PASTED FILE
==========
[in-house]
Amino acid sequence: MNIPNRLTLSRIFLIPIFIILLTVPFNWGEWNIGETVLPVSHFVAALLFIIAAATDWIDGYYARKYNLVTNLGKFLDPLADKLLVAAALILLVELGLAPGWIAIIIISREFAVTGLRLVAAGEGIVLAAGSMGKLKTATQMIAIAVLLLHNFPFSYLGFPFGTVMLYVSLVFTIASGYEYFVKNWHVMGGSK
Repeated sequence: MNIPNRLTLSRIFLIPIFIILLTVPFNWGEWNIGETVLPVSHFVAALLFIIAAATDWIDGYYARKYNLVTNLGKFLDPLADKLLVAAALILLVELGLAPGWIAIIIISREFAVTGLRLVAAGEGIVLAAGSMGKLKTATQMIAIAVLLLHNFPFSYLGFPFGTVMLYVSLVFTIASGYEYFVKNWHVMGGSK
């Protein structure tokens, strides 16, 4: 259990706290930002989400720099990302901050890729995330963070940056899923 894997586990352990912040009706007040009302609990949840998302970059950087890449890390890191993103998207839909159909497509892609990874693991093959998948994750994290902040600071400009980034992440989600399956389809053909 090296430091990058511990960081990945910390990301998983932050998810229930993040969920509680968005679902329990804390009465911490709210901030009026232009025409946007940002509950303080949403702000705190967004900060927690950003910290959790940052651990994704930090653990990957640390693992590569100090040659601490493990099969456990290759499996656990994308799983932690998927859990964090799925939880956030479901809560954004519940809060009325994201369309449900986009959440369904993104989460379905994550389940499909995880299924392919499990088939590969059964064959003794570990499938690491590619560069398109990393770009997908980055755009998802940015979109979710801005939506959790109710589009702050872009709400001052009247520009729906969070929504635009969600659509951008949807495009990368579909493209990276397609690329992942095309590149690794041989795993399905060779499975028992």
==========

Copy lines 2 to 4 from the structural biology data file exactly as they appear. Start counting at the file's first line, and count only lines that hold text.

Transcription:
Amino acid sequence: MNIPNRLTLSRIFLIPIFIILLTVPFNWGEWNIGETVLPVSHFVAALLFIIAAATDWIDGYYARKYNLVTNLGKFLDPLADKLLVAAALILLVELGLAPGWIAIIIISREFAVTGLRLVAAGEGIVLAAGSMGKLKTATQMIAIAVLLLHNFPFSYLGFPFGTVMLYVSLVFTIASGYEYFVKNWHVMGGSK
Repeated sequence: MNIPNRLTLSRIFLIPIFIILLTVPFNWGEWNIGETVLPVSHFVAALLFIIAAATDWIDGYYARKYNLVTNLGKFLDPLADKLLVAAALILLVELGLAPGWIAIIIISREFAVTGLRLVAAGEGIVLAAGSMGKLKTATQMIAIAVLLLHNFPFSYLGFPFGTVMLYVSLVFTIASGYEYFVKNWHVMGGSK
């Protein structure tokens, strides 16, 4: 259990706290930002989400720099990302901050890729995330963070940056899923 894997586990352990912040009706007040009302609990949840998302970059950087890449890390890191993103998207839909159909497509892609990874693991093959998948994750994290902040600071400009980034992440989600399956389809053909 090296430091990058511990960081990945910390990301998983932050998810229930993040969920509680968005679902329990804390009465911490709210901030009026232009025409946007940002509950303080949403702000705190967004900060927690950003910290959790940052651990994704930090653990990957640390693992590569100090040659601490493990099969456990290759499996656990994308799983932690998927859990964090799925939880956030479901809560954004519940809060009325994201369309449900986009959440369904993104989460379905994550389940499909995880299924392919499990088939590969059964064959003794570990499938690491590619560069398109990393770009997908980055755009998802940015979109979710801005939506959790109710589009702050872009709400001052009247520009729906969070929504635009969600659509951008949807495009990368579909493209990276397609690329992942095309590149690794041989795993399905060779499975028992």